Patent Box – tax savings on profits from patented inventions

What is the Patent Box?

Tax savings on profits from patented technologyThe UK Patent Box allows companies to apply a lower rate of UK Corporation Tax to profits related to their patents. The relief is currently being phased-in with the full benefit of 10% Corporation Tax being available from April 2017.

To qualify for Patent Box a company must have been involved with the development of the patent, or a product or process related to the patented invention, and must own or exclusively license the patent.

All granted UK and European patents, as well as patents from certain other countries in the European Economic Area, qualify for Patent Box regardless of when they were granted.

Qualifying income can arise from a number of sources including:

  • The sale of patented products or a product incorporating a patented invention including the sale of spare parts of such products even if the spare part itself is not patented.
  • Licence fees and royalties from a right granted over the patent.
  • Proceeds from the sale or exclusive licence of the patent.
  • Income received as compensation for patent infringement.
  • A notional royalty where a patented process or patented tool is used to generate profits that would not themselves qualify for the Patent Box relief.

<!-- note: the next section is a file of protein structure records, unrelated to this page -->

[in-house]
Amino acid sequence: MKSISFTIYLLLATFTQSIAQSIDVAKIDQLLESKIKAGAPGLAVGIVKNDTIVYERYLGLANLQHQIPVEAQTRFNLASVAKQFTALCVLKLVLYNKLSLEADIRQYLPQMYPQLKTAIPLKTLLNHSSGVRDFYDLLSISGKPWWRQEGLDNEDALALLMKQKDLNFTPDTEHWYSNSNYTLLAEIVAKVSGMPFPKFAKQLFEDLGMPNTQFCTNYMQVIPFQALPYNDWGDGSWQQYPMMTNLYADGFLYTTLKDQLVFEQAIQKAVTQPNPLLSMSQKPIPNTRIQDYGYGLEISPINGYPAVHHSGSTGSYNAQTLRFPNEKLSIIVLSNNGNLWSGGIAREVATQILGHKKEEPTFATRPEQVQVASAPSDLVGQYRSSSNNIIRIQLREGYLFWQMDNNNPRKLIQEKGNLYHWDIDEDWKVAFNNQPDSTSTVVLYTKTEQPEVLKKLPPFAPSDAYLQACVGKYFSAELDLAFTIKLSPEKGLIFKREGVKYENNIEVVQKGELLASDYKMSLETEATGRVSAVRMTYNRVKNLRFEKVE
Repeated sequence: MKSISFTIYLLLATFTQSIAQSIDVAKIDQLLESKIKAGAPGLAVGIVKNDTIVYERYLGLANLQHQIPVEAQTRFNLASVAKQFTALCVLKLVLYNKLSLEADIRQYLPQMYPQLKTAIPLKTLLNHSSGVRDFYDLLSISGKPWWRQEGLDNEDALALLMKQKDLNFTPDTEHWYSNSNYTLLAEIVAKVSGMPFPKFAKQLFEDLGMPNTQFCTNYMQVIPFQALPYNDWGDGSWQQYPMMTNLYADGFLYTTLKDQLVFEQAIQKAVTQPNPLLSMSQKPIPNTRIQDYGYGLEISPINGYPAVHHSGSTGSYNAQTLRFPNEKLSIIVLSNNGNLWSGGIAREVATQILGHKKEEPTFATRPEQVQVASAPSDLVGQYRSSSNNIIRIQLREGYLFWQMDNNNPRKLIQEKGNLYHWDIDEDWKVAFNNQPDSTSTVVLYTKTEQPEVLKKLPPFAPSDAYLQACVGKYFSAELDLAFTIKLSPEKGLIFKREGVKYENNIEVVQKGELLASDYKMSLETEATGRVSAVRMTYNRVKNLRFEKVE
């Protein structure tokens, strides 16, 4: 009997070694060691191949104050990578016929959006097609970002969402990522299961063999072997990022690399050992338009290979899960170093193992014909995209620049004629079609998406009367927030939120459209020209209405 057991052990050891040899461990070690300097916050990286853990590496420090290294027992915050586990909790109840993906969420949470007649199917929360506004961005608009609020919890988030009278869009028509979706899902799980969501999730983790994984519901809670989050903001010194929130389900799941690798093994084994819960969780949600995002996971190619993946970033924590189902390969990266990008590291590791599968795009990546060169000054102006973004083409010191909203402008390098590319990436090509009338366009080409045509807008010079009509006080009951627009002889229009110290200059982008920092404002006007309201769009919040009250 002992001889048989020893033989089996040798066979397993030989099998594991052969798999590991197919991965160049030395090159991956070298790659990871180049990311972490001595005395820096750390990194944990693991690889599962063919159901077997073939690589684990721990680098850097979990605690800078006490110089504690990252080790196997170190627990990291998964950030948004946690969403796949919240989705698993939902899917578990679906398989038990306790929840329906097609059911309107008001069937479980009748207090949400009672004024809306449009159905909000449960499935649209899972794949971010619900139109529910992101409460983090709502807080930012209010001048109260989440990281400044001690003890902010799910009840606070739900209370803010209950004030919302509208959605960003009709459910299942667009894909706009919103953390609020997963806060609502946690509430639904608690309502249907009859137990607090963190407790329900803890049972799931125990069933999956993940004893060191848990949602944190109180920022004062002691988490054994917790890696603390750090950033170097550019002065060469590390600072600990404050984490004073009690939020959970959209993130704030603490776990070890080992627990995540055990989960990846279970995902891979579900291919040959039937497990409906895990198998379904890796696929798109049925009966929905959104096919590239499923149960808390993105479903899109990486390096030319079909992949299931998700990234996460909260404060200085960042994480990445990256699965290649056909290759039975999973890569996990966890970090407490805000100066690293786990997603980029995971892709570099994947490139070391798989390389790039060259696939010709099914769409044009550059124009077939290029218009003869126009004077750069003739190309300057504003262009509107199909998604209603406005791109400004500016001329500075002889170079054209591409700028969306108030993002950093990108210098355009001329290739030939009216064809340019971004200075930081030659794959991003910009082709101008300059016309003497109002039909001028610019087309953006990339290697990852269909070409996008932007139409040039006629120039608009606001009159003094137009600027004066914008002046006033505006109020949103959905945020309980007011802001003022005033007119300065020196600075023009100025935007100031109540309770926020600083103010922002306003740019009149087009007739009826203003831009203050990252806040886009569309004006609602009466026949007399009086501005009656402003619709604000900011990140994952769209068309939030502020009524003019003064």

Could Patent Box work for you?

Previously it may have been felt that it was not worth the expense of applying for a patent, especially if the product was likely to have a relatively short life span.

Depending on your current Corporation Tax liabilities, with the total cost for securing a direct UK patent typically being around £4000-£6000 + VAT, the Patent Box may make acquiring patent protection extremely cost effective.

The Patent Box also shifts the focus of patent protection away from trying to establish as broad a protection for the product as possible. A more narrow focus can make it easier to get a granted patent while still allowing a company to make a claim using the Patent Box.

However, potential users of the scheme need to bear in mind that a patent application must be filed before any public disclosure of the invention takes place. You cannot wait until you are sure you have a commercially successful product.

For more information and advice about patent protection, please contact Sanderson & Co.